Look: I’m weak for a good cover. As soon as I saw it, I knew I had to have it. In hardcopy. Oh, my weakness got me burned plenty of times in the past, but this time it paid off. Despite some initial misgivings because the protagonist is so rich and influential, it turned out to be a fun, fast-paced, twisty mystery set in a queernorm world. Oh, and each chapter begins with a cocktail recipe (alcoholic and not!).
Once again, it’s time for a quartet of mini reviews. This time, I liked three out of four books and felt meh on one of them, which is really not a bad ratio given how some of those roundup posts tend to go. Three novellas, one short novel, three SFF books, one not. I see a pattern here. I also admit I bought the last novella, Kundo Wakes Up, solely because I like to have four books before I post and I wasn’t willing to wait until I either DNF’d something or stumbled into a novella randomly again, but given that 1) I had planned to read it since release and 2) I liked it, this is not at all a bad thing.
I am once again behind on reviews, which means it’s time for another mini reviews post. Usually, I order them from least to most recent – this time, however, with one novella I loved, a graphic novel I was rather indifferent on, and two DNFs, it seemed a shame to put the novella last, so I ordered them by rating instead.
We lost ourselves. Lost our dream. In the pursuit of great, we failed to do good.
I don’t generally make a habit of reviewing tv shows – I watch few enough, only a handful of them SFF, and I finish even fewer. But Arcane…Arcane deserves an exception. That a videogame tie-in animated series, and one for a game I’ll never play or care about, would have turned out to be one of the best-written things of the year was not on anyone’s bingo card, but it sure is a welcome surprise regardless.
Once again, I accumulated enough mini reviews for a post. This time, it’s sadly rather negative, with two rather low ratings and one DNF, but one can’t stumble upon just good books all the time. On the upside, it’s rare that I get to use the tableflip tag.
No one wants to be a real hero; it’s too hard. My husband didn’t give a damn whether the work I was doing was noble as long as it appeared to be. When I killed someone then—something I did a lot more than I do now—it was for the greater good. It was such bullshit.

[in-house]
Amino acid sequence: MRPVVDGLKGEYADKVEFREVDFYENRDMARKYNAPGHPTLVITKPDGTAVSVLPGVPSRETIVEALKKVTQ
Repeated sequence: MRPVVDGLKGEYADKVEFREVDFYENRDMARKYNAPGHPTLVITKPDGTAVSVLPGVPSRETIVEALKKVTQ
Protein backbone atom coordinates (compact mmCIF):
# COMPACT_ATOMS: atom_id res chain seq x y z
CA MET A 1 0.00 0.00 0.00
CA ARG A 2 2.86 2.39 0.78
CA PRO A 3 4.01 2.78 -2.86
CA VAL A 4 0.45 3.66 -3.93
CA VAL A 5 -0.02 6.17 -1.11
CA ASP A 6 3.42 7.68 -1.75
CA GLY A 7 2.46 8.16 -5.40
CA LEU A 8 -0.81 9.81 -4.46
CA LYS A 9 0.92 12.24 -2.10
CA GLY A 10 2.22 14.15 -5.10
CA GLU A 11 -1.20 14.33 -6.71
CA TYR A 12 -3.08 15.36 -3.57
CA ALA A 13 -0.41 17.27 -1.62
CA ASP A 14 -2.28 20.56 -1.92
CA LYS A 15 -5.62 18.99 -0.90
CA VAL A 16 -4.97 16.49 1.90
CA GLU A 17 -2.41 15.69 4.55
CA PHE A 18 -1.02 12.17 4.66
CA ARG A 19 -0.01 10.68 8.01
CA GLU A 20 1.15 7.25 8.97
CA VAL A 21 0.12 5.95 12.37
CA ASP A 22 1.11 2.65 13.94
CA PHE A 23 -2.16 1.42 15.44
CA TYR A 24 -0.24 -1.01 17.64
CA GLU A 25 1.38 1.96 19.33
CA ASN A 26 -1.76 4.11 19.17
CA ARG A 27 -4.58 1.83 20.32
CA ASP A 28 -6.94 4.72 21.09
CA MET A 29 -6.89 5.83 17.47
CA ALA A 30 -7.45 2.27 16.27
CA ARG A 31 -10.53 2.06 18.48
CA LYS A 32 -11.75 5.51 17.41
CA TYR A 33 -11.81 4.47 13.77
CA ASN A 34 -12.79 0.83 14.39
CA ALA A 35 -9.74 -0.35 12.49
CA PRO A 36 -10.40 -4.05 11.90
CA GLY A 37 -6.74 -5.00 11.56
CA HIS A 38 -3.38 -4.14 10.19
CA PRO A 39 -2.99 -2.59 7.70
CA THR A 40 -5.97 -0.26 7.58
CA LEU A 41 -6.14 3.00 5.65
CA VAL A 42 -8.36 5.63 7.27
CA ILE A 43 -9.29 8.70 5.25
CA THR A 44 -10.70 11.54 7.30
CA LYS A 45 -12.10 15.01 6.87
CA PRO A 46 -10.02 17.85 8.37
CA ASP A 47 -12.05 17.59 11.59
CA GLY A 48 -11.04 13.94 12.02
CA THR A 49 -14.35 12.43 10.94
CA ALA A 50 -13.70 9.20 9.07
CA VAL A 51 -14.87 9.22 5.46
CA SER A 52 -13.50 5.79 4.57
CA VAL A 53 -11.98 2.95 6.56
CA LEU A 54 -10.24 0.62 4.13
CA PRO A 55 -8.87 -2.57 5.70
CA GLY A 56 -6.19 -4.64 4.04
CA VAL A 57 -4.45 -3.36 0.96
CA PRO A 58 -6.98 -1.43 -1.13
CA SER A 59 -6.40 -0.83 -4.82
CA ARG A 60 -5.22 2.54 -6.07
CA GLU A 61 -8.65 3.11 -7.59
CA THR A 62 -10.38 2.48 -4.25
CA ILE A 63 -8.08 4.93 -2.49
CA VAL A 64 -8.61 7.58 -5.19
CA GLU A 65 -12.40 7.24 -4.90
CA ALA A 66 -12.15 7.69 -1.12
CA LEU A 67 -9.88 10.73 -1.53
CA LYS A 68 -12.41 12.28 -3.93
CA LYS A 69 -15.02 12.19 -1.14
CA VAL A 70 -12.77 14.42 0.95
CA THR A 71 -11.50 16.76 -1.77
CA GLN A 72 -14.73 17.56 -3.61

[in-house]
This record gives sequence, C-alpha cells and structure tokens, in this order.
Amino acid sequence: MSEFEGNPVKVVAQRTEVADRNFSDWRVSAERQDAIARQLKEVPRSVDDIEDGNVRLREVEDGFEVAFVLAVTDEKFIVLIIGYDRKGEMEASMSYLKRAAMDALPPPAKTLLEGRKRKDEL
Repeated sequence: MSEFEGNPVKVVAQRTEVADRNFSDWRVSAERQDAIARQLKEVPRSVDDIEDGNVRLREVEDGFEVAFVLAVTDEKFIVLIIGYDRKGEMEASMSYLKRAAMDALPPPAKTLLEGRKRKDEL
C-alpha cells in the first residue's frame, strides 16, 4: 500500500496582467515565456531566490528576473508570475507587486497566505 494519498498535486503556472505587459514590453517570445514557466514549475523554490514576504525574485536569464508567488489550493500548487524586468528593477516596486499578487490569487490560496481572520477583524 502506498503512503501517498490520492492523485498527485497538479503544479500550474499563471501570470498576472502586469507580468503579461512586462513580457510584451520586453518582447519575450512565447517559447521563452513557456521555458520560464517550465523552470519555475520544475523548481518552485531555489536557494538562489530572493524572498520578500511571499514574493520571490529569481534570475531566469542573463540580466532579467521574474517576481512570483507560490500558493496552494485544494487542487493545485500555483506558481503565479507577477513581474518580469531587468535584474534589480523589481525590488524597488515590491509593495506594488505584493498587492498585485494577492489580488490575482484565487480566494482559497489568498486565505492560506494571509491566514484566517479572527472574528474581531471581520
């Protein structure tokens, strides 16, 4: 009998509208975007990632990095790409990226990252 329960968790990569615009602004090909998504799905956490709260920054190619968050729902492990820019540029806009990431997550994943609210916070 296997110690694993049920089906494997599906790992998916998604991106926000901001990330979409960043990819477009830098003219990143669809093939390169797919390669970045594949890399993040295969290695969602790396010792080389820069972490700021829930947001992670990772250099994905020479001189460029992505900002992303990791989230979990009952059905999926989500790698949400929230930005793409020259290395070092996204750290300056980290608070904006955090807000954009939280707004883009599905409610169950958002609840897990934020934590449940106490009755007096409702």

I’ve never much liked or cared about superheroes – what’s some asshole in a cape? Despite my friends’ gushing, I didn’t put Hench on my radar until there was a sale, and….wait. Mundane job? Spreadsheets? Fuck me, I’m in. I’ve always had enough of a hard-on for bureaucracy and other usually boring shit in books to override subgenre preferences and sure enough, it was exactly my thing. The characters’ low opinion of superheroes was the final cherry on top.
“You speak of mapmaking as if there’s nobility in it.”
“There is,” he agreed. A moment, and then he added: “Just as there is in gravedigging. Neither occupation is particularly romantic, but I suspect the world would be a sorrier place without us.”
I had this book in my sights ever since it came out, part because of the disability rep, part because of the romance subplot. I don’t know what finally persuaded me to give it a go, but I’m so glad I did. I nearly read it all in one day and it was exactly what I wanted and needed it to be.
ARC received from the publisher (Orbit) in exchange for an honest review.
This has been, hands down, one of my most anticipated releases of the year. I’ve been looking for books with messy, complicated relationships lately, so that sounded fantastic, plus being promised critique of colonialism on top and that cover? With those arms? 😍
Unfortunately, while it’s a good book, I have to admit I found it something of a struggle, even if it was no fault of its own.